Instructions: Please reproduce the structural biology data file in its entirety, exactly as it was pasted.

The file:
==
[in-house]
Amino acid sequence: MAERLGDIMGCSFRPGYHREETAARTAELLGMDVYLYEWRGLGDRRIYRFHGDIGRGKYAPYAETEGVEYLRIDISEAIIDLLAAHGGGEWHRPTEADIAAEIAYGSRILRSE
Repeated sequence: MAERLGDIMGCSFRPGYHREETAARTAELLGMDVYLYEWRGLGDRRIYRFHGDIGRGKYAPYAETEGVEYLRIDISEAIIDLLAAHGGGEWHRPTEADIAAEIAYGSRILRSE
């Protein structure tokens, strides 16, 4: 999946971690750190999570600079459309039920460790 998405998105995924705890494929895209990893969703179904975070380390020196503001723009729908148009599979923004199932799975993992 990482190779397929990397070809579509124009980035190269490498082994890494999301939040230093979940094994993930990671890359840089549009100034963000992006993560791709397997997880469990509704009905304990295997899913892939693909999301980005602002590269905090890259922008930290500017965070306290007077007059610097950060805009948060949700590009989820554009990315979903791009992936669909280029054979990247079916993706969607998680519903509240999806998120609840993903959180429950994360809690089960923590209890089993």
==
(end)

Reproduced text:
[in-house]
Amino acid sequence: MAERLGDIMGCSFRPGYHREETAARTAELLGMDVYLYEWRGLGDRRIYRFHGDIGRGKYAPYAETEGVEYLRIDISEAIIDLLAAHGGGEWHRPTEADIAAEIAYGSRILRSE
Repeated sequence: MAERLGDIMGCSFRPGYHREETAARTAELLGMDVYLYEWRGLGDRRIYRFHGDIGRGKYAPYAETEGVEYLRIDISEAIIDLLAAHGGGEWHRPTEADIAAEIAYGSRILRSE
């Protein structure tokens, strides 16, 4: 999946971690750190999570600079459309039920460790 998405998105995924705890494929895209990893969703179904975070380390020196503001723009729908148009599979923004199932799975993992 990482190779397929990397070809579509124009980035190269490498082994890494999301939040230093979940094994993930990671890359840089549009100034963000992006993560791709397997997880469990509704009905304990295997899913892939693909999301980005602002590269905090890259922008930290500017965070306290007077007059610097950060805009948060949700590009989820554009990315979903791009992936669909280029054979990247079916993706969607998680519903509240999806998120609840993903959180429950994360809690089960923590209890089993």